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Found 3 results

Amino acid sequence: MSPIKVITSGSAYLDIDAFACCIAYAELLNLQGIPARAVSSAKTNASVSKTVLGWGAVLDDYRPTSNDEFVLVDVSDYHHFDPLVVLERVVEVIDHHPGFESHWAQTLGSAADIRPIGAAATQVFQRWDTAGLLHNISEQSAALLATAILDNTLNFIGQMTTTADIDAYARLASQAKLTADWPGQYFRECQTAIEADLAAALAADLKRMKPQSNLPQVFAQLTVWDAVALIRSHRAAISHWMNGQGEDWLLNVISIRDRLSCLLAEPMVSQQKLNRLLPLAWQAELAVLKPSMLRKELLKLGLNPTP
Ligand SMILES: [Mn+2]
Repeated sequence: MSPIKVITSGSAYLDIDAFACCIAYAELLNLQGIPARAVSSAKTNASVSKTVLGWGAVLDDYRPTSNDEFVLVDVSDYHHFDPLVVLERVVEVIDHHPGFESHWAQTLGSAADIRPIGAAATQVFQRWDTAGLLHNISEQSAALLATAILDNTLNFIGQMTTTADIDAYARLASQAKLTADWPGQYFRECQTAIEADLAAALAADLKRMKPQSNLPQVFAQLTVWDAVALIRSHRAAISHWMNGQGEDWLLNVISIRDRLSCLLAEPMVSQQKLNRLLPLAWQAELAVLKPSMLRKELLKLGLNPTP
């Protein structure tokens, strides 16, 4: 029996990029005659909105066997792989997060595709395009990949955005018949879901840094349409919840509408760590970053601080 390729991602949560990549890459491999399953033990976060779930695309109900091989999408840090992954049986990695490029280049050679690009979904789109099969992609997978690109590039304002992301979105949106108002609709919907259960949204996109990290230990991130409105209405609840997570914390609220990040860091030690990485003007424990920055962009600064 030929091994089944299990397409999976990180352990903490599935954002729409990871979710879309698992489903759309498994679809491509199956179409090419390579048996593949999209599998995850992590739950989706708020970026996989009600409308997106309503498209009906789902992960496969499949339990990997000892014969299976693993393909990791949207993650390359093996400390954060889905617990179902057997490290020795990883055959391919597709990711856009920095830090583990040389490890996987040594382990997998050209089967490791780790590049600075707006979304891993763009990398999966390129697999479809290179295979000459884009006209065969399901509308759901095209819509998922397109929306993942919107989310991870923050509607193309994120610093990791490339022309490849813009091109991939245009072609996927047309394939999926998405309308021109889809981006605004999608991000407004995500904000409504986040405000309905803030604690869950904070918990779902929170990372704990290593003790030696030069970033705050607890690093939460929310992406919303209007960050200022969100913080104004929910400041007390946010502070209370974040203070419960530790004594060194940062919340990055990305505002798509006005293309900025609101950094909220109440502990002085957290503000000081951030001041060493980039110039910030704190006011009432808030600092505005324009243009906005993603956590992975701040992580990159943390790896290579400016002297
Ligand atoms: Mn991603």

1. A few years ago, I began a project where I was going through all the 1967 Academy Award nominees, because I feel 1967 was a watershed year in film. I had stopped the project, and the reason is "Barefoot in the Park," an adaption of Neil Simon's 1963 Broadway Play. I've now seen thirteen films that were nominated for various Academy Awards in 1967, and the only one I've seen that's *worse* than this is Dr. Dolittle, which is probably the single worst film ever nominated for Best Picture. At least "Barefoot" only had Mildred Natwick as a nominee for Best Supporting Actress (she didn't win, and she didn't deserve to win - I like Mildred Natwick, but she had nothing to work with here). I suppose I should say that I have a strong dislike for Jane Fonda (as well as her despicably self-centered, immature character in this) and Neil Simon (who is the single most overrated playwright in history that I can think of). It isn't hard to guess how this movie might have been marketed: "A joyously flamboyant romp through a spirited, nascent marriage," but it was none of the above (except for nascent) - it just plain sucked. The movie is dated, trite, not funny, not charming, stupid, contrived, and only saved (actually, *not* saved) by some decent acting (which is its one, sole virtue) - namely Natwick, Redford, and Boyer. If for any reason you decide to do a 1967 retrospective, do yourself a favor, and save "Barefoot in the Park" and "Dr. Dolittle" for *last* in the off chance that you should get run over by a train before you finish. "Thoroughly Modern Millie" is much better than this, and that's saying something because that film was pretty awful as well.